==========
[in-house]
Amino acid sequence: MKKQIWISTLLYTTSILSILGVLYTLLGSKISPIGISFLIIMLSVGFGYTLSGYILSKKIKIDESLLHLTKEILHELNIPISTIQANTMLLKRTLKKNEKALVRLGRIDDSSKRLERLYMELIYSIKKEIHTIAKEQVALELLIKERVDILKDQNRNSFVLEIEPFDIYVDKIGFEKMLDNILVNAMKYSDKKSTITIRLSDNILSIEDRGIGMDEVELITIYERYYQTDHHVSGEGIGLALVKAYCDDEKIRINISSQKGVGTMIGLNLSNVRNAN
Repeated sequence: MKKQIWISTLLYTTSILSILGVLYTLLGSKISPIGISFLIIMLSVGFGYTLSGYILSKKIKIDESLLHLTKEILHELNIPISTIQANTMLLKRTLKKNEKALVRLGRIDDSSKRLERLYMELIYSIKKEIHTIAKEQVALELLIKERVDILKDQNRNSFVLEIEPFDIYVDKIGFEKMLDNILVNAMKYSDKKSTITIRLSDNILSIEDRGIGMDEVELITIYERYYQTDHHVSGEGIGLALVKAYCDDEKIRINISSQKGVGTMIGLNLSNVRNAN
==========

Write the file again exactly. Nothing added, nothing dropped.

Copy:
[in-house]
Amino acid sequence: MKKQIWISTLLYTTSILSILGVLYTLLGSKISPIGISFLIIMLSVGFGYTLSGYILSKKIKIDESLLHLTKEILHELNIPISTIQANTMLLKRTLKKNEKALVRLGRIDDSSKRLERLYMELIYSIKKEIHTIAKEQVALELLIKERVDILKDQNRNSFVLEIEPFDIYVDKIGFEKMLDNILVNAMKYSDKKSTITIRLSDNILSIEDRGIGMDEVELITIYERYYQTDHHVSGEGIGLALVKAYCDDEKIRINISSQKGVGTMIGLNLSNVRNAN
Repeated sequence: MKKQIWISTLLYTTSILSILGVLYTLLGSKISPIGISFLIIMLSVGFGYTLSGYILSKKIKIDESLLHLTKEILHELNIPISTIQANTMLLKRTLKKNEKALVRLGRIDDSSKRLERLYMELIYSIKKEIHTIAKEQVALELLIKERVDILKDQNRNSFVLEIEPFDIYVDKIGFEKMLDNILVNAMKYSDKKSTITIRLSDNILSIEDRGIGMDEVELITIYERYYQTDHHVSGEGIGLALVKAYCDDEKIRINISSQKGVGTMIGLNLSNVRNAN